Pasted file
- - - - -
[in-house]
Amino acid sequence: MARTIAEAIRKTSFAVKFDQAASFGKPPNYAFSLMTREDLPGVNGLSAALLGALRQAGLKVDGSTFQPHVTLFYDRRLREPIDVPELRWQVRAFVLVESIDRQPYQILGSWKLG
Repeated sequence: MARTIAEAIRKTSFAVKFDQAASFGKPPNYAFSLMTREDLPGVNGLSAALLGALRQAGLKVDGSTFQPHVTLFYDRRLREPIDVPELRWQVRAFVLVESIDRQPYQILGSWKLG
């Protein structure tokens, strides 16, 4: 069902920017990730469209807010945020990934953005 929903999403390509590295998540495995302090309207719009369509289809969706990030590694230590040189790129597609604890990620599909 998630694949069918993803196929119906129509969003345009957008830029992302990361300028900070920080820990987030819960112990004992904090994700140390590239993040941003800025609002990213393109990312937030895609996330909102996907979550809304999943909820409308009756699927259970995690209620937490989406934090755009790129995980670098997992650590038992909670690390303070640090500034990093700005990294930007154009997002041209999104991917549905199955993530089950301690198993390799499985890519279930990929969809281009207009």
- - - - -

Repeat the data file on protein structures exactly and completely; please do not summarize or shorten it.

[in-house]
Amino acid sequence: MARTIAEAIRKTSFAVKFDQAASFGKPPNYAFSLMTREDLPGVNGLSAALLGALRQAGLKVDGSTFQPHVTLFYDRRLREPIDVPELRWQVRAFVLVESIDRQPYQILGSWKLG
Repeated sequence: MARTIAEAIRKTSFAVKFDQAASFGKPPNYAFSLMTREDLPGVNGLSAALLGALRQAGLKVDGSTFQPHVTLFYDRRLREPIDVPELRWQVRAFVLVESIDRQPYQILGSWKLG
């Protein structure tokens, strides 16, 4: 069902920017990730469209807010945020990934953005 929903999403390509590295998540495995302090309207719009369509289809969706990030590694230590040189790129597609604890990620599909 998630694949069918993803196929119906129509969003345009957008830029992302990361300028900070920080820990987030819960112990004992904090994700140390590239993040941003800025609002990213393109990312937030895609996330909102996907979550809304999943909820409308009756699927259970995690209620937490989406934090755009790129995980670098997992650590038992909670690390303070640090500034990093700005990294930007154009997002041209999104991917549905199955993530089950301690198993390799499985890519279930990929969809281009207009």